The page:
Developing a devastating triangle

Developing a devastating triangle: Nothing pleases me more in the training room that the sight of a student latching on to a tough opponent and exhibiting genuine and well directed control over him until he can incrementally convert it into a submission. When it comes to triangle work - the mindset I want you all working on is that of THE TWO STAGE APPROACH. Don’t see the triangle as a single move, but rather as a move with two distinct phases. It begins with the TRAP TRIANGLE. This is the act of trapping your opponents head and one arm inside your legs and locking your ankles. At this stage (for front triangles from bottom position - the most common triangle scenario) you will be square in front of your opponent. Then when you have sufficiently controlled the situation, move on to the second phase, THE FIGURE FOUR TRIANGLE. This is where you switch from square to perpendicular angle while controlling posture and cinch a tight stranglehold. DON’T TRY TO BEGIN WITH A STRANGLEHOLD - begin with head control and only when that is assured do you move on to the strangle. Breaking your triangle attacks up into two distinct phases is the single biggest key to developing it into a devastating weapon with which you can dominate the mats. Here, Nicky Ryan, a young master of the triangle, latches on to a controlling trap triangle. Already he is planning the transition to phase two as his hand reaches to pull himself to a perpendicular angle and the strangle finish.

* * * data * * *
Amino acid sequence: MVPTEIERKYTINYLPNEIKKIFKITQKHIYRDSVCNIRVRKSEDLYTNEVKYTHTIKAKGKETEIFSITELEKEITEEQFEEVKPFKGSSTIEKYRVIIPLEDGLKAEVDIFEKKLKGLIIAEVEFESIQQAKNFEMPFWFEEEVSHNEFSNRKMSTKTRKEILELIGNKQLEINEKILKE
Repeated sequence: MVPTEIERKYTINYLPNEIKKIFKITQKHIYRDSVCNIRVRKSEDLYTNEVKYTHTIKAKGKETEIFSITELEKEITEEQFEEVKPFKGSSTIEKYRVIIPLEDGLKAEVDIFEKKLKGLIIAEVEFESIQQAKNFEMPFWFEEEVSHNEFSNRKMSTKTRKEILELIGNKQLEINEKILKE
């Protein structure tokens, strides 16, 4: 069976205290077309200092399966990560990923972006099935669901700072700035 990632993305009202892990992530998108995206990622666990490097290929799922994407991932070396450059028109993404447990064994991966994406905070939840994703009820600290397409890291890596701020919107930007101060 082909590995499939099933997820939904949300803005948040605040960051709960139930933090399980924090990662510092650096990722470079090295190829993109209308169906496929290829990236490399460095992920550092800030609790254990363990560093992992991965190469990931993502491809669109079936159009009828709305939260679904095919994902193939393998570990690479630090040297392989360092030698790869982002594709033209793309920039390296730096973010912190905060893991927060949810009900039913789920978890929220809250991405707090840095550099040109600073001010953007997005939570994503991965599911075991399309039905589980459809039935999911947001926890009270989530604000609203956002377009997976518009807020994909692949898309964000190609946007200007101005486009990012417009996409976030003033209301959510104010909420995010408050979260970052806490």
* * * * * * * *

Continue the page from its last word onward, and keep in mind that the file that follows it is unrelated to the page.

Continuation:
Linking systems

Linking systems: You all know the basic insight behind my coaching philosophy - BJJ is a systems based approach to unarmed combat. Classical BJJ is a 2-6 step system depending upon the circumstances of the fight (the simplest and easiest rendition to understand is the four step version I outlined on the Joe Rogan podcast). My approach is to refine this by adding SUBSYSTEMS within that overall system to increase athlete performance in high value domains and lower learning times. Best of all is when athletes learn to link those subsystems together to create devastating attack sequences that are very difficult to stop. Here, talented junior squad member Frank Rosenthal links back, triangle and Kimura systems in a beautiful display to take a fine submission win over the weekend. This is how I want you thinking about your technique- rapid but controlled application of movements you know so well that the application looks as natural as breathing. Stopping even one well practiced submission system is difficult - stopping all six in unison is EXTREMELY difficult.